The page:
LONDON — Solid U.S. economic news, forecast-busting earnings from JPMorgan Chase & Co. and the passage of a key budget vote in Italy gave stock markets a fillip on Thursday.
U.S. retail sales unexpectedly rose in June while weekly jobless claims dropped by a surprisingly large 22,000 to 405,000, helping Wall Street to open firmly and European markets to trim losses.
Stronger than anticipated earnings from JPMorgan Chase also lifted the mood, a day after Moody's warned that the U.S. may lose its cherished triple A credit rating. Moody's warned late Wednesday that it may downgrade its view on the U.S. because of the failure of the White House and Congress to raise the $14.3 trillion borrowing limit and avoid a default.
"The review of the U.S. government's bond rating is prompted by the possibility that the debt limit will not be raised in time to prevent a missed payment of interest or principal on outstanding bonds and notes," Moody's said. "As such, there is a small but rising risk of a short-lived default."
Though most analysts think the politicians will agree to raise the threshold by the early August deadline, the warning reminded investors that high debt is not just a European problem and knocked confidence in the markets.
"Further talks (between the White House and Congress) are scheduled today and investors will continue to watch the situation, which is likely to keep both the dollar and stock market somewhat sensitive," said Joshua Raymond, chief market strategist at City Index.
In Europe, the FTSE 100 index of leading British shares was down 0.3 percent at 5,890 while Germany's DAX fell 0.3 percent to 7,245. The CAC-40 in France was 0.6 percent lower at 3,772. All three markets had been trading lower before the raft of news out of the U.S.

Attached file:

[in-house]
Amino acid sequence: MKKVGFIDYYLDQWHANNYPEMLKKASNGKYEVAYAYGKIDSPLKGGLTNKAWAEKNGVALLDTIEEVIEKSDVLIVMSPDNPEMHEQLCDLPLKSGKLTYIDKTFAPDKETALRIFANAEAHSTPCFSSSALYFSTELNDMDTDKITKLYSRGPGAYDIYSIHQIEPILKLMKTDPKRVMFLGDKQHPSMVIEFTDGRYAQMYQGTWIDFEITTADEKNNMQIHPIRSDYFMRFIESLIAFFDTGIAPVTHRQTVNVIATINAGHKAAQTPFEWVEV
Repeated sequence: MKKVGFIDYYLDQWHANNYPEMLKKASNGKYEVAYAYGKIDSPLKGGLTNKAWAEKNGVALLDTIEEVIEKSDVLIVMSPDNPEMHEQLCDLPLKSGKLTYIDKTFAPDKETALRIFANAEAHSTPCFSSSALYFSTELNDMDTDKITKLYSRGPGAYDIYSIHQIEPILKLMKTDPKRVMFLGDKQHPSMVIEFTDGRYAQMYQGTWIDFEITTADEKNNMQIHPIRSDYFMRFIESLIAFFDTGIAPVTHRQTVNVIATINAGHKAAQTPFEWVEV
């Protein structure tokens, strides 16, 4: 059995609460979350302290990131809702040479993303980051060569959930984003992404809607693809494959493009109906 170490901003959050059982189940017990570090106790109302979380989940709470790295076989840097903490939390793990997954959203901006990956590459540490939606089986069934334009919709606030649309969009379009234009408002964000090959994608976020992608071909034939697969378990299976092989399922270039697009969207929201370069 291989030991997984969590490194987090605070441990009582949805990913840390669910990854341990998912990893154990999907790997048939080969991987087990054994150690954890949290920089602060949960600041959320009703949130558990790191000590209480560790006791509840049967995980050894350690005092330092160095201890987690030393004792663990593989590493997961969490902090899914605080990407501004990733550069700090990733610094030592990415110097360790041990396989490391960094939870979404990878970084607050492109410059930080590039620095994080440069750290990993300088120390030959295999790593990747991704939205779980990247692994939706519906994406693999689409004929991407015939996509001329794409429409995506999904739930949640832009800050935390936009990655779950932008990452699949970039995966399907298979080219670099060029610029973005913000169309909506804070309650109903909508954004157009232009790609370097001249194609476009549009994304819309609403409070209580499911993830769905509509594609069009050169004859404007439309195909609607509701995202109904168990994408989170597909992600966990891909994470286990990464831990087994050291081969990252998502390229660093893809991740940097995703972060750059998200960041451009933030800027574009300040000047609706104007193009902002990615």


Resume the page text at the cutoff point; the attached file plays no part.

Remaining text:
In the U.S., the Dow Jones industrial average was up 0.6 percent at 12,571 while the broader Standard & Poor's 500 futures rose an equivalent rate to 1,326.
Stocks enjoyed some momentum from Wednesday, when Federal Reserve chairman Ben Bernanke indicated that the bank may provide more monetary stimulus if the U.S. economy continues to stall, just two weeks after the second round ended.
"While this may continue to support asset prices in the near term, the potential for greater risks may lie ahead if the economy is unable to achieve self-sustaining growth in the absence of continued stimulus," said Jim Baird, Partner, chief investment strategist for Plante Moran Financial Advisors
Investors are also keeping a close watch on developments in the eurozone, especially on Italy. Earlier this week, worries that Italy and Spain would be dragged into the debt crisis that has already seen Greece, Ireland and Portugal bailed out, hit market sentiment.
However, an acceleration in the Italian government's budget proposals has helped calm tensions somewhat, despite news that the government had to pay a far higher interest rate in a five-year bond auction.
Italy's finance minister has vowed that the austerity measures, which aim to balance the budget by 2014, will get final approval by the lower house of parliament on Friday, as opposed to the earlier plan of sometime in August. The Senate passed the vote Thursday.
The easing in tensions over Europe's debt crisis has been evident in the currency markets. The euro has recovered since Tuesday, when it slid to below $1.39. By mid afternoon, the euro was 0.1 percent higher at $1.4240.
Earlier in Asia, Japan's Nikkei 225 stock average finished down 0.3 percent at 9,936.12, while Hong Kong's Hang Seng index inched up 0.1 percent to 21,940.20. The Shanghai Composite Index climbed 0.5 percent to 2,810.40.
Oil prices hovered near $98 a barrel as traders mulled a possible new round of U.S. monetary stimulus.
Benchmark crude for August delivery was up 53 cents at $98.58 a barrel in electronic trading on the New York Mercantile Exchange.
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